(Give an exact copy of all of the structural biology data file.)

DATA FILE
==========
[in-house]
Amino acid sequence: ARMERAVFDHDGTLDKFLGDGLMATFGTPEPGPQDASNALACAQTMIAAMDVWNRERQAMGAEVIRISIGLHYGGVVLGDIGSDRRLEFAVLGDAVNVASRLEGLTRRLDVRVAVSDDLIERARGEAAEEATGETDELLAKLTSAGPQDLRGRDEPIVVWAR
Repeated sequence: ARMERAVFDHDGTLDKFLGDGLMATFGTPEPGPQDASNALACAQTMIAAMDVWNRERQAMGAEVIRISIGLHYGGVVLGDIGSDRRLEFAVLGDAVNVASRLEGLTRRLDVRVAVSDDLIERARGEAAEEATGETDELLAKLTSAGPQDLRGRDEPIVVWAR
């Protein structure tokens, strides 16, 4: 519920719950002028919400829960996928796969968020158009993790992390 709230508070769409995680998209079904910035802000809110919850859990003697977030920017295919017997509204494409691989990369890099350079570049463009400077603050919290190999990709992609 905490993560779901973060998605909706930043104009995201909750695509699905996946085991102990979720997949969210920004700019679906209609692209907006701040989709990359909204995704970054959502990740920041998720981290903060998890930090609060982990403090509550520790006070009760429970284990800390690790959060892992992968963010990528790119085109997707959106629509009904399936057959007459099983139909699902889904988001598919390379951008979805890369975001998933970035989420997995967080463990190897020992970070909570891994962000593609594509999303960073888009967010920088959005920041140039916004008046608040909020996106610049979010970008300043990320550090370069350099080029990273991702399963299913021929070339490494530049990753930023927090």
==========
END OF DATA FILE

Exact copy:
[in-house]
Amino acid sequence: ARMERAVFDHDGTLDKFLGDGLMATFGTPEPGPQDASNALACAQTMIAAMDVWNRERQAMGAEVIRISIGLHYGGVVLGDIGSDRRLEFAVLGDAVNVASRLEGLTRRLDVRVAVSDDLIERARGEAAEEATGETDELLAKLTSAGPQDLRGRDEPIVVWAR
Repeated sequence: ARMERAVFDHDGTLDKFLGDGLMATFGTPEPGPQDASNALACAQTMIAAMDVWNRERQAMGAEVIRISIGLHYGGVVLGDIGSDRRLEFAVLGDAVNVASRLEGLTRRLDVRVAVSDDLIERARGEAAEEATGETDELLAKLTSAGPQDLRGRDEPIVVWAR
């Protein structure tokens, strides 16, 4: 519920719950002028919400829960996928796969968020158009993790992390 709230508070769409995680998209079904910035802000809110919850859990003697977030920017295919017997509204494409691989990369890099350079570049463009400077603050919290190999990709992609 905490993560779901973060998605909706930043104009995201909750695509699905996946085991102990979720997949969210920004700019679906209609692209907006701040989709990359909204995704970054959502990740920041998720981290903060998890930090609060982990403090509550520790006070009760429970284990800390690790959060892992992968963010990528790119085109997707959106629509009904399936057959007459099983139909699902889904988001598919390379951008979805890369975001998933970035989420997995967080463990190897020992970070909570891994962000593609594509999303960073888009967010920088959005920041140039916004008046608040909020996106610049979010970008300043990320550090370069350099080029990273991702399963299913021929070339490494530049990753930023927090």